Could a greater miracle take place than for us to look through each other’s eyes for an instant? -Henry David Thoreau It is almost 7:00am I carry my briefcase and lunch bag from the car to my office. I nod to some of the night shift employees heading home. Another day has begun. I type my password and check the computer, reminding myself of the twenty patients I am scheduled to see today ...

Read more...

american society of anesthesiologistsA guest column by the American Society of Anesthesiologists, exclusive to KevinMD.com. Recently, discussion about health care has reached a fever pitch, between changes in policy, adjustments to scope of practice and a multitude of other medical issues. As health care providers, it is our duty to provide the highest level of medical care to all patients to ...

Read more...

I almost fell off my chair.  It was bad enough that he showed up to the ER.  But what happened next really blew my mind.  He fell and bruised a rib.  The pain in his left chest had obvious enough origins.  But triage had put in for an electrocardiogram and the interpretation apparently scared the resident.  The attending took a look, and shook his head. "Left bundle branch block.  Better call ...

Read more...

I used to be a stickler for time. One of my first blog posts was about how it felt to go to work without my wristwatch. I also used to be very particular about knowing the purpose of each visit, partly to help me manage my time, and partly to help me feel prepared and in control of the visit. I often questioned why my colleagues’ patients would sometimes end up in ...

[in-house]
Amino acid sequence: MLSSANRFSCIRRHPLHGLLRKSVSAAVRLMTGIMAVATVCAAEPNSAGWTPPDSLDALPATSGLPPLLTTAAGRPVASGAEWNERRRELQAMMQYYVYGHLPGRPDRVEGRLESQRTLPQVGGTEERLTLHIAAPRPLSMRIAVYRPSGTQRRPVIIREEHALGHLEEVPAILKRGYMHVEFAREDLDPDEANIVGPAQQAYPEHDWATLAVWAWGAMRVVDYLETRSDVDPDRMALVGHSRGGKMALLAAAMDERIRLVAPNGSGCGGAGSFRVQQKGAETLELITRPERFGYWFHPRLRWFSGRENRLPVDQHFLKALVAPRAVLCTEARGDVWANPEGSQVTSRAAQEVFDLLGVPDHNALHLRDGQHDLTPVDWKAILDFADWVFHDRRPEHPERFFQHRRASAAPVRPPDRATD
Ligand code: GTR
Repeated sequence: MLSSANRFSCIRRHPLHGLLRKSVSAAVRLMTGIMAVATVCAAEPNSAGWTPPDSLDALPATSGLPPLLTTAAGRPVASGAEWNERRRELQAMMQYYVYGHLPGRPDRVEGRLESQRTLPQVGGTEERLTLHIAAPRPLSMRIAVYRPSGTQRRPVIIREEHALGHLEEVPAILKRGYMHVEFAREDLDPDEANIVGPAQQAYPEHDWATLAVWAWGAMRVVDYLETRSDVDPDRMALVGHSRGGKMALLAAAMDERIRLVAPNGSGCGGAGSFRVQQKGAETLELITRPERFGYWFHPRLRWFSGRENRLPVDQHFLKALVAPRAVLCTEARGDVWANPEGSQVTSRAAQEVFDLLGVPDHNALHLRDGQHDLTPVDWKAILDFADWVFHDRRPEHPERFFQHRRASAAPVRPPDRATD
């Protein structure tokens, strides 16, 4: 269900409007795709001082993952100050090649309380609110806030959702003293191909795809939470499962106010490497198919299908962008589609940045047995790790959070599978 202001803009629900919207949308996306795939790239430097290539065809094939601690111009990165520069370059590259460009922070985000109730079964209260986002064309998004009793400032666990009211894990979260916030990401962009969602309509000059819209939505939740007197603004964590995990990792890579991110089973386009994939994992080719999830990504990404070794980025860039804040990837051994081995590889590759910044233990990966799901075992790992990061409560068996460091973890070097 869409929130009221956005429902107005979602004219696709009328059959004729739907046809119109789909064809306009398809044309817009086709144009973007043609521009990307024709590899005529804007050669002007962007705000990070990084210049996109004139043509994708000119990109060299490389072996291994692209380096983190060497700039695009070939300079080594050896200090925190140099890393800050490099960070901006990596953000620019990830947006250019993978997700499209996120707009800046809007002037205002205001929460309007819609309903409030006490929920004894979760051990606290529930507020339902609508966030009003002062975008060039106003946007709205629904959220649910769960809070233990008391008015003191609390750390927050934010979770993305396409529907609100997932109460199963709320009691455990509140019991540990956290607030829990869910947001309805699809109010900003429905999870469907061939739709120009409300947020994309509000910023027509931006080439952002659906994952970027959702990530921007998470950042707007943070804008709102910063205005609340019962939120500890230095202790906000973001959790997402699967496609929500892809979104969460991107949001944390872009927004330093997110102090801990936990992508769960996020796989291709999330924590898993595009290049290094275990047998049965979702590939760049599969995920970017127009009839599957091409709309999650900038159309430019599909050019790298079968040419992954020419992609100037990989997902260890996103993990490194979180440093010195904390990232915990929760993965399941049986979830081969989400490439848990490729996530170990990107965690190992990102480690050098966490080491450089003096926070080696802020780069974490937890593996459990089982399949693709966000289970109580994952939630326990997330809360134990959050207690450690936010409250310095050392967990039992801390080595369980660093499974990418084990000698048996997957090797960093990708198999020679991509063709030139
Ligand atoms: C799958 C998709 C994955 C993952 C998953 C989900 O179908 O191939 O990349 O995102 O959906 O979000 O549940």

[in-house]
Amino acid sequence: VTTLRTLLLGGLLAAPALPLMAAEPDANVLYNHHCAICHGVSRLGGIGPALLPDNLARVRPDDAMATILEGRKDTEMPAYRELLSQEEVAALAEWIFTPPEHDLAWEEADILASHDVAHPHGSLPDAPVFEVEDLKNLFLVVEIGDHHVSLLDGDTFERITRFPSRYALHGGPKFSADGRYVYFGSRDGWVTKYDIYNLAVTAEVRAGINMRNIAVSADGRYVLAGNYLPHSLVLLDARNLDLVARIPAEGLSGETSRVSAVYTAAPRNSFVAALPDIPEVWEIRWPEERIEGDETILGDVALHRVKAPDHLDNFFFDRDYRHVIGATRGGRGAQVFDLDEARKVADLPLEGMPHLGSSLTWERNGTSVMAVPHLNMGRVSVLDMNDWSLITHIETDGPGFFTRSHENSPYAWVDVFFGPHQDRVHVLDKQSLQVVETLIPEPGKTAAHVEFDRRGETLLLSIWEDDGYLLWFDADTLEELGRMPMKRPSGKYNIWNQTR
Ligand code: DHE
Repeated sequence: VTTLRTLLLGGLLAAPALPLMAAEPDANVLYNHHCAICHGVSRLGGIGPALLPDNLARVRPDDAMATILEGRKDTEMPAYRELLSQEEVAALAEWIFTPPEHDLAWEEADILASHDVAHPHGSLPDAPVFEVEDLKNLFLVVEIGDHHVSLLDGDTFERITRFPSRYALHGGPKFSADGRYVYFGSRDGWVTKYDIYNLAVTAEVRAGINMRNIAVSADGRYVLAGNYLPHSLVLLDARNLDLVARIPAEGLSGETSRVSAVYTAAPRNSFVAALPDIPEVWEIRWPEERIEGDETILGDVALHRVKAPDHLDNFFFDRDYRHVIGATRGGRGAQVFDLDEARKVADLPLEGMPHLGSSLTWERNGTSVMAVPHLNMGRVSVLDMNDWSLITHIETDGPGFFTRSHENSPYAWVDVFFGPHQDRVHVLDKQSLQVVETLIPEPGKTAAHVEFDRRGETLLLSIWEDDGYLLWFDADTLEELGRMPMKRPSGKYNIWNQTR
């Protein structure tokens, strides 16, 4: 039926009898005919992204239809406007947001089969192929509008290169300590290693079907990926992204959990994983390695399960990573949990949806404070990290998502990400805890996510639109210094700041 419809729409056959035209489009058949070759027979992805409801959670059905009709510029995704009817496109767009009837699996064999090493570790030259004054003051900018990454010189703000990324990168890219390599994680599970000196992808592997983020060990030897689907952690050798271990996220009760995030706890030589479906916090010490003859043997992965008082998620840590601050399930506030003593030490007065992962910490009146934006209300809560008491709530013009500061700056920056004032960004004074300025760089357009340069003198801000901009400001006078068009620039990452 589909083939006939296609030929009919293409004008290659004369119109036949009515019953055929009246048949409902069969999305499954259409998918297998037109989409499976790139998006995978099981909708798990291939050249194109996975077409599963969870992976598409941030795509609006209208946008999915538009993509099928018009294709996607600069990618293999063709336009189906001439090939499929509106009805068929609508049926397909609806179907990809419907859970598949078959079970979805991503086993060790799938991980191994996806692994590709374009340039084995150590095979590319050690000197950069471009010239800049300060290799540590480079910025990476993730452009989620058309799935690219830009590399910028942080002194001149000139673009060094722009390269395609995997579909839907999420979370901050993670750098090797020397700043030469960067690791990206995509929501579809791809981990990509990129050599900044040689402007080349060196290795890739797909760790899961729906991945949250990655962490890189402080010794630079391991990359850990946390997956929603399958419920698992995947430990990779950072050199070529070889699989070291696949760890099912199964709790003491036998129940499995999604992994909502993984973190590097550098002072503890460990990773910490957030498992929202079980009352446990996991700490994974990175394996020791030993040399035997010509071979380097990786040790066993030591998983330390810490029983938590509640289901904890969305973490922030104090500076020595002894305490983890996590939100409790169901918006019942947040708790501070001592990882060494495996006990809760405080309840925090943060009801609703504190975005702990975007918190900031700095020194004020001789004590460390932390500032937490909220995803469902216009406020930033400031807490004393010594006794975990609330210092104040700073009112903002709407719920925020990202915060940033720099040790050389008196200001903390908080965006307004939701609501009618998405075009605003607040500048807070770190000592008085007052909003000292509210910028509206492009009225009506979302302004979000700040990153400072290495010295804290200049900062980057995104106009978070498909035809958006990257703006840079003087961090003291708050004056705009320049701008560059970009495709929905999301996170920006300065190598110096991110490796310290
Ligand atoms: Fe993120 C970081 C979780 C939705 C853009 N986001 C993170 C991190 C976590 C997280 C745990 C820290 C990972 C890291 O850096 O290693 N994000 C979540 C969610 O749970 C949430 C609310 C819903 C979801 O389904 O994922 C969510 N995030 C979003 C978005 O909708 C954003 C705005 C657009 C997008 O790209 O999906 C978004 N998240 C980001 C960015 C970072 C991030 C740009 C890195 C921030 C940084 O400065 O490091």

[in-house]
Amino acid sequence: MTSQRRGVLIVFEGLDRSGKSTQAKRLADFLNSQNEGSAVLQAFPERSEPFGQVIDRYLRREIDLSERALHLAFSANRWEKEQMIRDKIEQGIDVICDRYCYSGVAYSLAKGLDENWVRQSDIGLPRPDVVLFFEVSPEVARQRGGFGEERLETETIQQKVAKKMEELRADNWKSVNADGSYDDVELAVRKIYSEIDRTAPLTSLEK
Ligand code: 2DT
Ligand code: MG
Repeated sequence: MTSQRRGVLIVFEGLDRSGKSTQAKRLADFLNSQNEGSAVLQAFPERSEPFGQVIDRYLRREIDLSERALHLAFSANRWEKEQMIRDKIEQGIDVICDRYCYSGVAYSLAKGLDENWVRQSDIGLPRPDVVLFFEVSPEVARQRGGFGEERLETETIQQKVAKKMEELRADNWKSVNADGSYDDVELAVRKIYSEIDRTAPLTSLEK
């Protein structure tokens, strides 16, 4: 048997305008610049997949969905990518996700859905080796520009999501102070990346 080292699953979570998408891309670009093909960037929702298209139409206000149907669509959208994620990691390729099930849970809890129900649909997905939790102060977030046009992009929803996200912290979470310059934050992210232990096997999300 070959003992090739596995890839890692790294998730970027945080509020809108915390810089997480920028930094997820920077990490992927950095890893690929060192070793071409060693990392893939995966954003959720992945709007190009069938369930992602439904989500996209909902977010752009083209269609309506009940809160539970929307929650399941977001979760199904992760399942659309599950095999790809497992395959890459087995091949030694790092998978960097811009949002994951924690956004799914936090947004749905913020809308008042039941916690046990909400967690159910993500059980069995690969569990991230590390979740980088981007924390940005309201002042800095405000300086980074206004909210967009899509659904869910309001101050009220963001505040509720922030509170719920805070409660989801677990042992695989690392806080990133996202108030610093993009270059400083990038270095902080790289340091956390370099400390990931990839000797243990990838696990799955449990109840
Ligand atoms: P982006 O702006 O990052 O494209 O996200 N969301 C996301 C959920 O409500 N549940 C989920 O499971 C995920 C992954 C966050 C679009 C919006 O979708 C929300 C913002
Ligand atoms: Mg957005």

Read more...

This is a topic that comes up from time to time for often spirited discussion. The most recent example comes in a a couple of articles in the New England Journal of Medicine. One was a research paper; the other was a pro and con discussion. The research paper studied cardiac arrests that happened outside the hospital. The authors tested the premise that allowing families to watch the efforts of ...

Read more...

Experts, most recently former CMS administrator Don Berwick, tell us that no less than 20% – 30% of medical care is waste. At the very least, waste is harmful to all those who pay for Medicare. But often it’s directly harmful to the patient as well. I recently saw a friend at a party. Since we’d last seen each other my friend’s spouse had died. (I’m deliberately avoiding gendered pronouns and ...

Read more...

oliver I remember going to see the movie “Oliver” in the theater when I was a kid.  Since this was my first movie in a theater, my mom made me a treat: a bag full of raisins and chocolate chips (Raisinets for Dutch people) and sent me there with my sister.  It was a fine film, with Oliver getting kicked out of the ...

Read more...

Of all the different criteria people use when deciding for whom to vote in presidential elections, I’ve never heard anyone talk about the importance of a background in clinical psychology—but it’s always struck me as important for a president to have as for a clinical psychologist. Certainly, foreign policy experience, a firm grasp of the principles of economics, a bold and confident leadership style, and the ability to get people ...

Read more...

In the wake of the Newtown shootings, as a country we are all taking a step back, looking at our laws and our policies and thinking about what we can do to prevent unspeakable tragedies like the deaths of those children from happening again. I am not a gun owner and never will be, but I am not advocating getting rid of all the guns. I totally get that there are ...

Read more...

I recently blogged about the question of what the difference is between a doctor and a nurse, now that advanced practice nurses can do so many of the same things physicians do.  As both a nurse and a doctor I thought maybe I could wade into that quagmire.  In that post I suggested that the real difference is one of ultimate responsibility.  A reader pointed out that this ...

Read more...

Most Popular